Here we go again. Another year. Another series of luxury conferences, meetings, discussions, conclaves and gatherings. And another three dozen opportunities to sit with luxury brand managers and chief executives all over the world and discuss “the Indian market”.
Those are not just regular quote marks I’ve used there, but full-fledged, eye-rolling, ironic, mildly dismissive air quotes.
This is because I am beginning to feel that “the Indian luxury market” is something of a semi-mythical beast. Everybody is certain that it exists. It has to. Nothing else would explain the thronging masses at luxury stores, such as Hermes, in Mumbai.
But then why is the market so elusive? Why do so many brands say they have frankly no idea how many Indian customers they have? Why do they always have to qualify their Indian market estimates with the phrase “but this does not include sales in Singapore, Hong Kong, London, Dubai…”
Why is the Indian luxury market so…ethereal?
In this month’s issue of Mint Indulge, Michel Negrier of the Domain Baron de Rothschild wines tells us that his company would be selling a lot more wines in India if only the tax structure was a little more forgiving.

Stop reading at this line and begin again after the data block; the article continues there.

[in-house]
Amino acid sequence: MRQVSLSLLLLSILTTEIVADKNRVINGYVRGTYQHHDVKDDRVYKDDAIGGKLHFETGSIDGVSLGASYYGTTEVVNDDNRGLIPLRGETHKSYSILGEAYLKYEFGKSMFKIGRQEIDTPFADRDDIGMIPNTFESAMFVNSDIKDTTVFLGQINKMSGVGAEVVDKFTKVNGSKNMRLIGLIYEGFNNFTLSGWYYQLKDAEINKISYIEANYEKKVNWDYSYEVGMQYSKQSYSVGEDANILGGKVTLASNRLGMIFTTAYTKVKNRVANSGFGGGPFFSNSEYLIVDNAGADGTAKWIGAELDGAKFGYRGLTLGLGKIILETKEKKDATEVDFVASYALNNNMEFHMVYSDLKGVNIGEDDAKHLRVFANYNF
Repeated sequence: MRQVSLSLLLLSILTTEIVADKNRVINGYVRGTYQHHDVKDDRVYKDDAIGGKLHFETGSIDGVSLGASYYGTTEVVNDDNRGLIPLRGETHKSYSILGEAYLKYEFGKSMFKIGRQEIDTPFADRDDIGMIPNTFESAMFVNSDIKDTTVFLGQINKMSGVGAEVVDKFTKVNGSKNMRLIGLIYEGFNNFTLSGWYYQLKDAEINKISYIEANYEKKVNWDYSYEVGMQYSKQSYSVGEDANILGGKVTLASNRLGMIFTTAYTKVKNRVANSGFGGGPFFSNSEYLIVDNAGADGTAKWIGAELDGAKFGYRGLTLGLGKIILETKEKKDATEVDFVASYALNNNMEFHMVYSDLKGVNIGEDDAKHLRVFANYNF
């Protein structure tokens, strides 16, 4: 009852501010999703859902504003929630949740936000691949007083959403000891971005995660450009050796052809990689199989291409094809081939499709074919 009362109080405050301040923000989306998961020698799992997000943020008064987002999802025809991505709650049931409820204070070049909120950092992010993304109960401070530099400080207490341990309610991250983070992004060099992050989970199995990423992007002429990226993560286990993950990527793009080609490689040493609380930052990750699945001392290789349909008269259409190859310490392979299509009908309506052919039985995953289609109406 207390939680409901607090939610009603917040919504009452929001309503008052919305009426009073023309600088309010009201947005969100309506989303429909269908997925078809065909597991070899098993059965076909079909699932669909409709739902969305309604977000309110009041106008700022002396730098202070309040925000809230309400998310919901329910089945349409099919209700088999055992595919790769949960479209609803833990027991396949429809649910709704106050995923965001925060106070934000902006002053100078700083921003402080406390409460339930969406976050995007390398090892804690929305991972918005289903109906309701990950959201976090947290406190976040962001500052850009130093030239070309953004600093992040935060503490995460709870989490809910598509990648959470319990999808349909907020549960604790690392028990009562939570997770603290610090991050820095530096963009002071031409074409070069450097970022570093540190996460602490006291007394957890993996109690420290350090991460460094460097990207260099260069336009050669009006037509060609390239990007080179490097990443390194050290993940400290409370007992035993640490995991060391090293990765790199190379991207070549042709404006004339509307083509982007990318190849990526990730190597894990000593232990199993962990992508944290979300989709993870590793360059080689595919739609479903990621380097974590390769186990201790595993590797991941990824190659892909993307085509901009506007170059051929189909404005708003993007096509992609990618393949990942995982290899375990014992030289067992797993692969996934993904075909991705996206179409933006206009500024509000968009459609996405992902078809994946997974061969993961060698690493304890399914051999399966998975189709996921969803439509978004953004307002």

He is not the first person to point this out. It is the single most common observation that is made about the Indian market whenever it is discussed completely.
Now this magazine isn’t in the business of lobbying for reform, but the current tax structure on several luxury goods, watches among them, simply make no sense. They are bad for the sellers, the buyers and, ultimately, terrible for the government.
Two years ago, I interviewed a Delhi-based luxury retail consultant for this newspaper. This was a gentleman who had spent many years bringing luxury brands to India and nurturing them. After our on-the-record interview, I asked him what he really thought of the Indian luxury watch business off-the-record.
Officially, he said, the Indian watch market is one-fortieth the size of the Chinese. Unofficially, however, it is one-tenth. This means, according to him, three out of every four watches sold in India are partly or wholly smuggled in. These watches are sold without papers or records. And bought or sold for wads of hard cash. The government, he said, had no idea how much tax was being evaded. Customers, meanwhile, had no idea how many of them were taking home fakes or used watches.
He said that the government just had to do one single thing that would completely restore normalcy: rationalize taxes. It would improve compliance, reduce smuggling, and even encourage young, new retailers to pop up.
Maybe that should be one of the government’s resolutions this year: a more sensible tax strategy to this huge hole in India’s retail sector.